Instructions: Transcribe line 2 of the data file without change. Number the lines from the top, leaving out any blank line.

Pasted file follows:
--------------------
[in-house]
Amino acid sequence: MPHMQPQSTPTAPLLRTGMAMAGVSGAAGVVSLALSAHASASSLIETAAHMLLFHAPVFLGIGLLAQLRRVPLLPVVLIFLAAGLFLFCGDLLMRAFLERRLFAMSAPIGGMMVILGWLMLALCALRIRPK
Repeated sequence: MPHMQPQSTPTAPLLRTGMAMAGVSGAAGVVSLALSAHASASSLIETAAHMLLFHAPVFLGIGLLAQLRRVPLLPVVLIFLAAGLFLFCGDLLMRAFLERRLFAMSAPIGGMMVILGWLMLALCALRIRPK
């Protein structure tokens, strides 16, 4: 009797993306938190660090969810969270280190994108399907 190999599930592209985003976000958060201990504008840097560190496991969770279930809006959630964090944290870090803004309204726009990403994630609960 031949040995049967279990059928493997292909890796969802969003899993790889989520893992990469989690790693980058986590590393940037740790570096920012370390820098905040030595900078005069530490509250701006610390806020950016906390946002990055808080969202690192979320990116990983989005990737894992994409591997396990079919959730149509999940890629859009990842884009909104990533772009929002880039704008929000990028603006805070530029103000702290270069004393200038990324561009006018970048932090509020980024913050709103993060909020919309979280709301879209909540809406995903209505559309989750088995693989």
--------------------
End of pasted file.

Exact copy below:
Amino acid sequence: MPHMQPQSTPTAPLLRTGMAMAGVSGAAGVVSLALSAHASASSLIETAAHMLLFHAPVFLGIGLLAQLRRVPLLPVVLIFLAAGLFLFCGDLLMRAFLERRLFAMSAPIGGMMVILGWLMLALCALRIRPK